—Tim Ernst ’80
Walnut Creek, California

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From 1988 to 1990, I competed for the UW ballroom dance recreational sports team, one of two competition ballroom dance teams at the UW at that time. (That’s me on the right.) This was way before Dancing with the Stars, and we were one of only a small group of collegiate teams in the country!
—Alice Lin Ferris ’91, MBA’94
Flagstaff, Arizona

I was a three-sport athlete in high school and was considered a competitive guy but didn’t understand the “desire to win” until I played on the Hodags, the club ultimate Frisbee team at UW-Madison. The Hodags reached the national final game three times while I was on the team, clinching a championship once. After I graduated, I had the team logo tattooed on my body. There are numerous others that have done the same. My blood pressure still runs on the high side in the springtime, when the team begins its playoff run at the end of April.
—Brian Frederick ’05, MS’06, MD’10
Madison

In the fall of 2010, during my senior year, I felt the thrill of competition as I crossed the finish line of Ironman Wisconsin. It was quite rewarding to know that I had been exercising for longer than most people had been awake that day.
—Yohannes Bennehoff ’11
Chula Vista, California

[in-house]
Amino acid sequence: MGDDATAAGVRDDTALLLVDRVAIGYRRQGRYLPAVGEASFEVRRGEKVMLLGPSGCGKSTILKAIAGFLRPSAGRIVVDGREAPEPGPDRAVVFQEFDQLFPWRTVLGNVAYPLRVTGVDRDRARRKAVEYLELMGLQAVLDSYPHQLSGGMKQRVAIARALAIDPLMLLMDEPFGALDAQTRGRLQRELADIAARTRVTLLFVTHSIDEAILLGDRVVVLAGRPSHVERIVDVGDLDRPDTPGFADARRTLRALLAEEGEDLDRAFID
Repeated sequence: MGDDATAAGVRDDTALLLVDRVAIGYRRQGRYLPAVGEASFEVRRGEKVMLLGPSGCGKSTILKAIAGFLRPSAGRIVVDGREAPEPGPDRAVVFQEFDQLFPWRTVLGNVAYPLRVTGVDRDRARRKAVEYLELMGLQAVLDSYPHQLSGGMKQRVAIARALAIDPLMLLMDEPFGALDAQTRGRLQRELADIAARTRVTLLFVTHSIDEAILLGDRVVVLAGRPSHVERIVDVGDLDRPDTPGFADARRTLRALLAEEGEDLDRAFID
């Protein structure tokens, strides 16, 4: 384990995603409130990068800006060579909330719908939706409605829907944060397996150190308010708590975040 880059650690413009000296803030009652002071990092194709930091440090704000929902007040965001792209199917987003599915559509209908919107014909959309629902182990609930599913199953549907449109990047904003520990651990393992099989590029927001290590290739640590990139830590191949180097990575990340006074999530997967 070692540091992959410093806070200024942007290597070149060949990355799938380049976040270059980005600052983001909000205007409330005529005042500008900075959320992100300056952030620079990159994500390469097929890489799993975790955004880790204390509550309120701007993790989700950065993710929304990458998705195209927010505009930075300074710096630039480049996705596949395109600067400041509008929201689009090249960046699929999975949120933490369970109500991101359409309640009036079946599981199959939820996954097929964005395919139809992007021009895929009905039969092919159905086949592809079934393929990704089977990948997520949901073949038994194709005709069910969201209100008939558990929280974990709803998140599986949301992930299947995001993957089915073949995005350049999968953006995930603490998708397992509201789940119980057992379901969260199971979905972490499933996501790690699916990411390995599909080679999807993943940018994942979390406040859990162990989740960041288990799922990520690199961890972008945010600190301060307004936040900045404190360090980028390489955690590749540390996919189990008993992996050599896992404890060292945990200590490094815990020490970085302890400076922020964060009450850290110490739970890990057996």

Although I regularly competed in intramural sports and even did a one-season stint on the crew, my most memorable competition was the annual Pizza Pit Box Top Contest in the 1980–81 school year. Pizza Pit used to hold a contest with several competitive groups — e.g., dorm floors, fraternities, private residents, etc. — to see who could collect the most box tops. The most box tops collected per capita, per group won a pizza-and-beer party. We had an upstart fraternity, small in comparison to most, but we poured everything we had into the competition. Dumpster diving and raiding trash cans on dorm floors and in other residential places that we could sneak into were among our primary activities during the competition period. I don’t recall the final number, but needless to say, we won the fraternity group competition by a landslide. The “taste of victory” was more pizza than we could eat and plenty of beer to wash it down!
—Mark Prahl ’81
Fairfax, Virginia

I’ll never forget the thrill of competition in UW Humorology at the Wisconsin Union Theater during my year (2006–2007) as executive director.
—Johnny Tackett ’07, MD’11
New Haven, Connecticut